Italy’s economy battered in second quarter, but there are reasons for optimism

Italy’s economy contracted at a never-before-seen degree in the second quarter of the year, though analysts noted the negative growth was less severe than that seen in some other major European economies and that it could set the stage for an economic rebound in the second half of the year.

Italy’s National Statistics Institute, best known by its Italian initials ISTAT, reported preliminary figures Friday showing that the economy contracted by what it called an “unprecedented” 12.4 percent in the second quarter compared to the first three months of the year, and was 17.3 percent smaller between April and June of this year compared to the same period of 2019.

Even though the fall-off was severe, it was smaller than the contractions suffered by other neighboring countries.

The second quarter of 2020 included the most difficult period of the country’s national coronavirus lockdown, which entered into force on March 10 and was eased in stages starting May 4.

“What we are seeing is evidence of a severe economic reaction to the economic situation we have never before experienced,” Massimo Baldini, a finance professor at the University of Modena and Reggio Emilia, told Xinhua.

According to Stefania Tomasini, a partner and head of the analysis and forecasts division for Prometeia, a consultancy, the latest data is more or less in line with models produced by Prometeia analysts. She said the same models are predicting a 10-percent rebound for the Italian economy in the third quarter compared to the previous quarter and a further 2-percent recovery in the fourth quarter.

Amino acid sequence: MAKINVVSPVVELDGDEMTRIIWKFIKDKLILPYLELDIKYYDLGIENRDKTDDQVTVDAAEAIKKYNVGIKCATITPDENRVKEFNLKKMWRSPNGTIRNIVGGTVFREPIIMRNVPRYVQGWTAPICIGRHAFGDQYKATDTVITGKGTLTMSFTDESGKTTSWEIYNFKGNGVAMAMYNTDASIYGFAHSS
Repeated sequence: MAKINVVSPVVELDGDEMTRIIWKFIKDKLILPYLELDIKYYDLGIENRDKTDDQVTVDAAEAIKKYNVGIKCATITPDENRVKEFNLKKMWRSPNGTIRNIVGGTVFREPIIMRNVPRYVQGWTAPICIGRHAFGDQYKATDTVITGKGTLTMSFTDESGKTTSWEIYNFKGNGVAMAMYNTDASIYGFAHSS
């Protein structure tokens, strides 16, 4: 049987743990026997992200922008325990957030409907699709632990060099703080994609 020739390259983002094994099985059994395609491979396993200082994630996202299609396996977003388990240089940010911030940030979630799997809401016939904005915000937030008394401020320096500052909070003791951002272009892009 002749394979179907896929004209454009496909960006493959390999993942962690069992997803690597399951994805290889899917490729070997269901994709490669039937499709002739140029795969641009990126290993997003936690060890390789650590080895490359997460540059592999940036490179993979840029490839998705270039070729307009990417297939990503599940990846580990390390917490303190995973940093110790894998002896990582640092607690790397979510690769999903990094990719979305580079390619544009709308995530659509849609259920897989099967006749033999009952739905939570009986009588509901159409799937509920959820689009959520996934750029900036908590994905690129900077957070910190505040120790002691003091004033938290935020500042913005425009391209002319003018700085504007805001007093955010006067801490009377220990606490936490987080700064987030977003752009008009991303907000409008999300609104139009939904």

That still works out to a 10.1-percent contraction for the year as a whole, according to Prometeia’s analysis. That estimate is in line with estimates released over the last month from investment banks, consultancies, and multilateral organizations. Those range from a best-case scenario of a 9.2-percent contraction for the full year from REF Research, an analysis firm, to a full-year contraction of 11.2 percent, according to estimates from the European Commission.

“The big rebound in the third quarter is from a very weak comparison period, which is what we have just seen,” Tomasini said in an interview. “It is positive, but it will not get us back to where we were before the outbreak.”

Tomasini said Italy should continue its policy of creating financial incentives for companies and individuals as a way to foster more economic growth. That process was facilitated earlier this month when Italy was the biggest beneficiary of the EU’s 750-billion-euro (885-billion-U.S.-dollar) bailout package.

But Baldini suggested the government should start to spend a greater percentage of its stimulus spending on incentives for more private infrastructure investments.

Both Tomasini and Baldini said that as the country’s economy starts to grow again over the second half of the year, the government will be forced to face down some of the structural problems — including high taxes, high unemployment, and a rigid labor market — that economists were calling for before the pandemic arrived in Italy.

“The coronavirus has created more urgent challenges for the economy,” Baldini said. “But that only temporarily pushed the problems the economy was having before into the background.”